Parquet Courts - Live At Third Man Records [VINYL] - Albums - Reviews - Soundblab

Parquet Courts - Live At Third Man Records [VINYL]

by Rob Taylor Rating:8 Release Date:2015-03-03

Parquet Courts released one of the albums of 2014 with Sunbathing Animal. Since 2013 the band has also recorded their brand of slanted, truculent punk melodies under moniker, Parkay Quarts. Parquet Courts join Mudhoney, The Shins, The Melvins and others in recording live to acetate at Jack White’s Third Man Records, Nashville TN in front of a small and adoring audience.

Live at Third Man Records showcases 10 tracks from the Sunbathing Animal album, but also includes ‘Descend’ from Tally All the Things You Broke [Parkay Quarts]. Most of the tracks are reproduced faithfully in versions similar to the studio album. However, there are a few variations.

There is a more discernible bass rumble beneath the surface of ‘Always Back in Town’, which gives the track extra thrust. The guitar interplay on ‘Dear Ramona’ accentuates the mismatch of detuned guitar and straight rhythm strumming, carefully buttressing the track from any cloying loveliness. Clever programming sees excoriating rocker ‘Descend’ come up next, reminding the listener that Parquet Courts are, after all, not just Pavement wannabes, but righteous young punks.

In the same way, the almost bothersome inertia of ‘Instant Disassembly’ is kept from derailment by the melodic guitar-line’s subtle change of course, the tone mimicking a heavy sighing suited to the soul-bearing lyric: “Mamasita, I’ve prepared my defence/ flawed as ever in the drunkest tense”. Parquet Courts do this stuff really well, they project anger, confusion, remorse and bemusement in equal measure, a sign of an intelligent young band, even if I’ve caught a photo of Andrew Savage wearing a t-shirt emblazoned with the words ‘Don’t fear guns, fear a government that fears guns’ Not the sort of anti-establishment message you expect from a ‘slugs and guts’ left-field indie-punk outfit.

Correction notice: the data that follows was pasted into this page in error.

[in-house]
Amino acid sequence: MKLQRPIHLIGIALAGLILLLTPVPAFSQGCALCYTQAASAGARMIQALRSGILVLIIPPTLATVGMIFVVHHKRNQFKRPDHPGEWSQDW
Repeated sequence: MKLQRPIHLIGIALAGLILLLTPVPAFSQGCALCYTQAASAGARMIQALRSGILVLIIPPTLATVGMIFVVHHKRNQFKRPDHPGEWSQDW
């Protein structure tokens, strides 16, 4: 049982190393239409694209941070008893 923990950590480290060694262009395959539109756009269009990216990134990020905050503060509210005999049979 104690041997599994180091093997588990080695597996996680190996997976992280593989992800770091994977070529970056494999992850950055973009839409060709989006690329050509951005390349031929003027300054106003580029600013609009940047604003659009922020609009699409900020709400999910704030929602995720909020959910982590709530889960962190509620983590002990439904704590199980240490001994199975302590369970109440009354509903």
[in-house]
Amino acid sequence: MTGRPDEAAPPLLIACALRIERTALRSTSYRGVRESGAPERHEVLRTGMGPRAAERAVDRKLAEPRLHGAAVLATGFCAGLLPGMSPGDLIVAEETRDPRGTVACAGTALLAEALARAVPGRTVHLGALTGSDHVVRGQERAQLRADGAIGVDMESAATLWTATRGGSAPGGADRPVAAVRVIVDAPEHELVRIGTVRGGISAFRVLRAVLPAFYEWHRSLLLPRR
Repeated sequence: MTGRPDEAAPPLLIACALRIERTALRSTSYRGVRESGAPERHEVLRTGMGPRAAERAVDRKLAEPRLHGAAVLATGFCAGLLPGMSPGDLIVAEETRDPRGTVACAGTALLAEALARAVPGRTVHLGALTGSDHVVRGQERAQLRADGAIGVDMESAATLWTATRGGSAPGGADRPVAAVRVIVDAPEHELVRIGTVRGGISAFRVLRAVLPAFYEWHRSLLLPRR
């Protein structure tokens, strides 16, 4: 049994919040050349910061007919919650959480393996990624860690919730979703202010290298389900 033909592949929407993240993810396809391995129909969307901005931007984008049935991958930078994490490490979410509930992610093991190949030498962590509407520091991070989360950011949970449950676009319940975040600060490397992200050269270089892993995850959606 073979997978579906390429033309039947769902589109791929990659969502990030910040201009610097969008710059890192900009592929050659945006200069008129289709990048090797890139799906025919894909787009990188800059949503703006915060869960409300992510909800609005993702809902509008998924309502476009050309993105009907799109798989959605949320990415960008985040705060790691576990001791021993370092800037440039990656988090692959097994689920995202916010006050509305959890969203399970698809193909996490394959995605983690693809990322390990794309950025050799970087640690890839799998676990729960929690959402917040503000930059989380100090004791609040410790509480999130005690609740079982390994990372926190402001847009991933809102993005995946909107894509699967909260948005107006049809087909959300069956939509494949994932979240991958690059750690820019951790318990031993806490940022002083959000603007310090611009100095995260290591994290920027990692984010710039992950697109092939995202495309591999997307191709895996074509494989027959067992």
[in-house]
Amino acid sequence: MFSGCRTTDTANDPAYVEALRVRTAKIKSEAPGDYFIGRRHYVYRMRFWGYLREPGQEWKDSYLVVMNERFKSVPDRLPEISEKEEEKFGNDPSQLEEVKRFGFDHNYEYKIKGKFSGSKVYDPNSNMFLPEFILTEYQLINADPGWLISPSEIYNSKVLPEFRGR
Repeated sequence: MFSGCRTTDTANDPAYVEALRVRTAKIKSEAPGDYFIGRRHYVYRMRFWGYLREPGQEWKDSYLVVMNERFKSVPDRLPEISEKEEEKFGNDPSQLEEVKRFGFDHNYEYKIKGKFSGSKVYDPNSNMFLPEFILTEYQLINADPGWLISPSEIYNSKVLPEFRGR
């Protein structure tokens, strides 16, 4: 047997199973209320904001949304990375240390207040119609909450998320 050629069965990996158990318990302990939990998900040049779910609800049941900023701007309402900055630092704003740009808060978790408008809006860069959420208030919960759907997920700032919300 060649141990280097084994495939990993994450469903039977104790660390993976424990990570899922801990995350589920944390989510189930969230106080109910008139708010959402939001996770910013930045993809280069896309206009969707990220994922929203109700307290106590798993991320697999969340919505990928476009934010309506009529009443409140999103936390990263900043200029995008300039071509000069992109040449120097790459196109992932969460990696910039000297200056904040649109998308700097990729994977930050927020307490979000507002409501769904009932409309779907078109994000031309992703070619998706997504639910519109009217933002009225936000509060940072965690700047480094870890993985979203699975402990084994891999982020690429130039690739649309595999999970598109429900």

The live setting enables Parquet Courts to experiment on track ‘Raw Milk’, the latter five minutes given over to streams of guitar feedback, reminding me of the Dead Kennedy’s track ‘Holiday in Cambodia’, and I mean that as a compliment. A tight structure keeps the discordance from being overcooked.

The frenzied closer, 'Sunbathing Animal', is a final reminder of the limitless energy this band exudes. Coming to a NRA retail outlet near you.

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